* Once-daily darunavir (boosted with either ritonavir or cobicistat) is NOT recommended for co-administration with phenobarbital.

1. Practice Parameter: A guideline for discontinuing antiepileptic drugs in seizure-free patients — Summary Statement
2. Stopping Antiepileptic Drugs: When and Why?
3. University of Liverpool HIV drug interaction website
4. Toronto General Hospital – University Health Network
5. Panel on Antiretroviral Guidelines for Adults and Adolescents. Guidelines for the use of antiretroviral agents in HIV-1-infected adults and adolescents. Department of Health and Human Services.
6. Deeks SG, Hoh R, Neilands TB, Liegler T, et al. Interruption of Treatment with Individual Therapeutic Drug Classes in Adults with Multidrug-resistant HIV-1 Infection. J Infect Dis. 2007 Feb 1; 195(3): 387-91.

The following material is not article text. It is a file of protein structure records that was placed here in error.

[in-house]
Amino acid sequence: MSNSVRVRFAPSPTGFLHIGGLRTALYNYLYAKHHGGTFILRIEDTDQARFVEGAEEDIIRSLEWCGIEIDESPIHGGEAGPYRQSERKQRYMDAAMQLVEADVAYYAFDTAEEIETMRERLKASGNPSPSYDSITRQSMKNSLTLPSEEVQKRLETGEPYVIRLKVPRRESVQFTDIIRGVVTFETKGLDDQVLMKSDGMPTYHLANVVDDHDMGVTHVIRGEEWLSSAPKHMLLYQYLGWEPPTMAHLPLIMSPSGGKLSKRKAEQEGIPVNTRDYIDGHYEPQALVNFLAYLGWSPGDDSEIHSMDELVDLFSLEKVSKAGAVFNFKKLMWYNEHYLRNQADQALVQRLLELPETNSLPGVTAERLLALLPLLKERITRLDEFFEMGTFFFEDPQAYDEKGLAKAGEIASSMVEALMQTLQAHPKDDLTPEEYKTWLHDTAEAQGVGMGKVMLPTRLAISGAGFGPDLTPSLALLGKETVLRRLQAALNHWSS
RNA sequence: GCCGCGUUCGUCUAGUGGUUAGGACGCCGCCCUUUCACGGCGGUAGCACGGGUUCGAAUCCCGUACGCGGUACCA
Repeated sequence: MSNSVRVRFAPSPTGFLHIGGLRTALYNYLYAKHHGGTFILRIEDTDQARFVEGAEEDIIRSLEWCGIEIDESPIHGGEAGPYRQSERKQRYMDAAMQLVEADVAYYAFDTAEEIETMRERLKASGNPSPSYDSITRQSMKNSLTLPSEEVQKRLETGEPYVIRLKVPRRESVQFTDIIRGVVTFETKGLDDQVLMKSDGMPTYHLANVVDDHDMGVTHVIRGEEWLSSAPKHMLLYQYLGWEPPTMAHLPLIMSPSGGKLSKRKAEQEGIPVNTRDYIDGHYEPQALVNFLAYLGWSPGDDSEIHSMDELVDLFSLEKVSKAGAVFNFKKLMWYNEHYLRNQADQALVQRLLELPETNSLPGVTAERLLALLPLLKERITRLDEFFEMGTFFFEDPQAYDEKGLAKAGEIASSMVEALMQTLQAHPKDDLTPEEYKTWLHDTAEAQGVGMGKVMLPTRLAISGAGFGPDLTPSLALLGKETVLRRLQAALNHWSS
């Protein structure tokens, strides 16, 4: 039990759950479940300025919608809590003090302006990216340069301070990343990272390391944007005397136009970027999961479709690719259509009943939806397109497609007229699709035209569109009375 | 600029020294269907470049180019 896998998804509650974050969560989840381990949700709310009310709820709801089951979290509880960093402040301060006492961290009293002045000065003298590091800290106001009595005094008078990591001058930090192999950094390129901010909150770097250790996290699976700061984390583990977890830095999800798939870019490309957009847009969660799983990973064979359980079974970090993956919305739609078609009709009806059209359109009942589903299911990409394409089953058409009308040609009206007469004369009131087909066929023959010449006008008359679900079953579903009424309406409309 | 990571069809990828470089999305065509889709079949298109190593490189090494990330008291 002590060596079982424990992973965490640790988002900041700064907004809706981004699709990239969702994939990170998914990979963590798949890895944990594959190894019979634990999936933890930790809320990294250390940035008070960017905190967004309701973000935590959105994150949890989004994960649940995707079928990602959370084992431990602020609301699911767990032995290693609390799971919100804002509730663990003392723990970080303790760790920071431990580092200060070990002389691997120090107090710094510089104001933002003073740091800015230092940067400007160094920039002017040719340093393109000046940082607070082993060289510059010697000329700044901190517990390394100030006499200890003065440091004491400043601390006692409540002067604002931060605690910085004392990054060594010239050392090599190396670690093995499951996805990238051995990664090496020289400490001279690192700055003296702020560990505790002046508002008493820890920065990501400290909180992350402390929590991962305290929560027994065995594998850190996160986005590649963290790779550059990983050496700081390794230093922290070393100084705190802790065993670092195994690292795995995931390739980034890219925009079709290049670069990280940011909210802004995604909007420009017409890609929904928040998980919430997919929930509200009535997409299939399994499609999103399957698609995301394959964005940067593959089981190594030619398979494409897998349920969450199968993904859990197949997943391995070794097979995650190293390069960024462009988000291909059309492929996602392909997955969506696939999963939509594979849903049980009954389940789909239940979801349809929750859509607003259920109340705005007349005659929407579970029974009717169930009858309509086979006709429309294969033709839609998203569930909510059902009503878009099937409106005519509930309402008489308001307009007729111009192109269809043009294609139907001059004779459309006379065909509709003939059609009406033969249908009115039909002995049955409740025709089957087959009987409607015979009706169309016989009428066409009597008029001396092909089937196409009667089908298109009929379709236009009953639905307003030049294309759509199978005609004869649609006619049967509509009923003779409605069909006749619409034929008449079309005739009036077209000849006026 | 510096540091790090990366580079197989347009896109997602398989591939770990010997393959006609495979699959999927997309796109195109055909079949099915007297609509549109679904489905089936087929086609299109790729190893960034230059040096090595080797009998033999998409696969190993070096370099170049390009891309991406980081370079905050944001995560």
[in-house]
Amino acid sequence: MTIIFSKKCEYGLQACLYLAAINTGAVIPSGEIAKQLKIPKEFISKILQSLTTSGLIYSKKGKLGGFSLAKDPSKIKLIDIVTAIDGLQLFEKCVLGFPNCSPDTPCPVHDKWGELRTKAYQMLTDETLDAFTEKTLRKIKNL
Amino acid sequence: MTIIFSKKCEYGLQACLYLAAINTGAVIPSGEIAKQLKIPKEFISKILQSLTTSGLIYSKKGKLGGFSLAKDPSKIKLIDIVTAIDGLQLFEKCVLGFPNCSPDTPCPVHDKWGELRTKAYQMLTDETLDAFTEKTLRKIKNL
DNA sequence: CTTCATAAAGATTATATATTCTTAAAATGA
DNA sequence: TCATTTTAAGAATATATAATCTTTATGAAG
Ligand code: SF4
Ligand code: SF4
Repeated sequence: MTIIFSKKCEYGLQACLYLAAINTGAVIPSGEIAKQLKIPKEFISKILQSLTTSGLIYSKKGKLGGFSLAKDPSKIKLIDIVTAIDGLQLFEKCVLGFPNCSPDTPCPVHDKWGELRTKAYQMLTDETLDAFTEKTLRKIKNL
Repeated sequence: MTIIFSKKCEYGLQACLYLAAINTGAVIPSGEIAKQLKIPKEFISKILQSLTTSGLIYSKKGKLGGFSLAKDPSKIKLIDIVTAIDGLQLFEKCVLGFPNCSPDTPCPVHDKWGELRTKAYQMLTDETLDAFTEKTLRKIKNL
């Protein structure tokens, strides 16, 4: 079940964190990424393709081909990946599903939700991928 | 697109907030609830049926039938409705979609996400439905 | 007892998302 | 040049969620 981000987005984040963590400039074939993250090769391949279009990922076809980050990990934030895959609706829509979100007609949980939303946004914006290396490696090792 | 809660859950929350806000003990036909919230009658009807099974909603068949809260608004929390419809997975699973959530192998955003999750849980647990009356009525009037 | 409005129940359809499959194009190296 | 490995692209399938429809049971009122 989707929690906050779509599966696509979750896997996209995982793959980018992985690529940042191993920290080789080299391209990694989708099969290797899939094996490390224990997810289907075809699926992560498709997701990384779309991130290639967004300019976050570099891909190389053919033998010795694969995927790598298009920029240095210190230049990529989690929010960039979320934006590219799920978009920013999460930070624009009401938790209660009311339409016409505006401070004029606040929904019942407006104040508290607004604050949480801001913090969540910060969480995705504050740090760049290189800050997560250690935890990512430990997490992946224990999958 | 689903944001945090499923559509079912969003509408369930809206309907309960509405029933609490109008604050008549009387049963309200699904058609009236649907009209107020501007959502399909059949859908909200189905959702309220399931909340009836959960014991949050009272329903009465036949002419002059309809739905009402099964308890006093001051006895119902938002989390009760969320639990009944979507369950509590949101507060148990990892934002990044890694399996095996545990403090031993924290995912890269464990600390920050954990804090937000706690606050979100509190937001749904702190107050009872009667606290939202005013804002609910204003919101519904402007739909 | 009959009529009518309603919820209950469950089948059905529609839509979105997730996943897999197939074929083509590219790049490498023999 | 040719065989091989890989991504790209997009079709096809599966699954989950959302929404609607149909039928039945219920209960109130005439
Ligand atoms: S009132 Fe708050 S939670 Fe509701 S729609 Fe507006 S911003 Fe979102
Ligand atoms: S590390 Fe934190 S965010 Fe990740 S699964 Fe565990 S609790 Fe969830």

7. Turner D, Brenner B, Wainberg M. Multiple Effects of the M184V Resistance Mutation in the Reverse Transcriptase of Human Immunodeficiency Virus Type 1. Clin Diagn Lab Immunol. 2003 Nov; 10(6): 979-981.

Because CCC consultations are based on information provided by the caller or clinician accessing the online consultation center, without the benefit of a direct evaluation or examination of the patient, consultations are intended to be used as a guide. They do not constitute medical advice and are not to serve as a substitute for medical judgment. This Case of the Month includes consultation based on the most up-to-date evidence at the time of its publication. To learn about current recommendations, please call one of our clinical consultation lines.